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Pharma unprepared for personalised oncology

Published on 29/11/10 at 11:15am

The new era of personalised cancer care requires different thinking from pharma companies, according to experts at the ESMO symposium.

The Cancer Biology for Clinicians Symposium in Nice, hosted by the European Society for Medical Oncology, also heard there is a need for governments and clinicians to adapt to the new paradigm.

Millions of cancer patients worldwide may soon be able to receive more effective, personalised treatments for their disease thanks to developments in the understanding of cancer biology.

But to make the most of this “coming transformation” governments, pharma and doctors “urgently need to adapt the way drugs are developed”, Symposium speakers said.

Fabrice André, from the Institut Gustave Roussy in France, who co-chaired a session at the Symposium, said: “As our understanding of cancer biology develops further, these kinds of personalised treatments are expected to become available for many more cancer types.

“If we want to facilitate the implementation of this kind of personalised medicine, then we urgently need to develop new strategies for cancer drug development.”

In particular, Dr Andre said it is time to rethink whether the standard model of testing drugs in large phase III trials is an effective way to bring these targeted cancer drugs to patients.

“Regulatory processes are becoming increasingly restrictive in providing patient access to potentially innovative new drugs, because even the largest cancer trials generally involve only a small portion of the cancer patient population, and because the drug development process is often more than a decade from the first pre-clinical study,” he added.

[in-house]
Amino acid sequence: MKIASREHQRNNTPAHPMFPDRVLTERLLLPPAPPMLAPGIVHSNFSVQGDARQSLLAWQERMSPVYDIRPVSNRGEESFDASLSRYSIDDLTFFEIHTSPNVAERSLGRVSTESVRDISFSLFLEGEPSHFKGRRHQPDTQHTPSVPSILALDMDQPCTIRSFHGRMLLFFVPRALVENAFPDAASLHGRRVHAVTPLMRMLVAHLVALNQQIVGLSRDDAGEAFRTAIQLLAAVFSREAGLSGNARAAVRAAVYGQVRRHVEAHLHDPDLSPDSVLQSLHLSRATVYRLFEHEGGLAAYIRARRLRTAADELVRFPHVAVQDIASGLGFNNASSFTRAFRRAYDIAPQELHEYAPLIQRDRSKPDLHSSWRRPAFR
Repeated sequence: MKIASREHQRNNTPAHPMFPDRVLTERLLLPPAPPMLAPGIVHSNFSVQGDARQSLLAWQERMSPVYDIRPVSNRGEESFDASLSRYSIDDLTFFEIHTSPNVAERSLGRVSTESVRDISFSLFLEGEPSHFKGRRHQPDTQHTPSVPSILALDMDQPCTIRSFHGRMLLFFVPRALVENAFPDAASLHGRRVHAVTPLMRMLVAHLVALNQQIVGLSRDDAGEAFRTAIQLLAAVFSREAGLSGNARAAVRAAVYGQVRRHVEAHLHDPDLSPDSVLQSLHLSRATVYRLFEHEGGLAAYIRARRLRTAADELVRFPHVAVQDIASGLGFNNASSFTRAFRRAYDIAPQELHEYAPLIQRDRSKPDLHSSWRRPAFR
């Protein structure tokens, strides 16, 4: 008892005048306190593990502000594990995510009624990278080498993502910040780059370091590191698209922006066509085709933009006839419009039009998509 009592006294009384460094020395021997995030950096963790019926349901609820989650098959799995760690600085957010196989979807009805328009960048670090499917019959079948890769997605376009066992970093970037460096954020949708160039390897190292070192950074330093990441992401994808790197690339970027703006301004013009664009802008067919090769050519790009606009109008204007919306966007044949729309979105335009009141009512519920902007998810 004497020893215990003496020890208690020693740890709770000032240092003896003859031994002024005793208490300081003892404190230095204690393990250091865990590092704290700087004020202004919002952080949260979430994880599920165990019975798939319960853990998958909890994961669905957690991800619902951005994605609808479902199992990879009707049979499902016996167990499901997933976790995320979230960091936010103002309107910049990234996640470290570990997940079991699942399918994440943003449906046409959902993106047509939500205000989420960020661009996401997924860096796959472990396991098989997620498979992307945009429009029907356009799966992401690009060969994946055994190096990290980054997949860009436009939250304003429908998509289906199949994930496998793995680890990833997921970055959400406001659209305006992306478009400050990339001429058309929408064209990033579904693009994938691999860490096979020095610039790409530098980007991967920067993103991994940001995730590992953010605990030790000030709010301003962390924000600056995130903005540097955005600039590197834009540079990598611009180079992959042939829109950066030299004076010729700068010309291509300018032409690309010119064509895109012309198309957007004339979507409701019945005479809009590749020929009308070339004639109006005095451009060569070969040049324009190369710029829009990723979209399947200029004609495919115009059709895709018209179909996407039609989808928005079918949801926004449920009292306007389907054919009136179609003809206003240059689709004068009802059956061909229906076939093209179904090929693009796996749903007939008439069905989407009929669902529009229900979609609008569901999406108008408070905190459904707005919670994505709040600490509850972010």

ESMO said this is related to the fact that drug approval usually needs large confirmatory trials that are carried in an unselected population.

There is also a need for smaller trials done with selected patients to be highly sensitive, a concept that requires the development of molecular selection and relative platforms for doing that.

Andre concluded that it was clear that we “urgently need a new paradigm” for drug development, including “targeted patient selection for clinical trials, shorter duration of clinical trials and improvement of the cost-effectiveness”, in bringing a new drug to the market.

The ESMO Cancer Biology for Clinicians Symposium is a two-day meeting featuring some of the most eminent researchers in the field, and is designed to inform oncologists about the ways cancer biology is changing clinical practice.

Ben Adams

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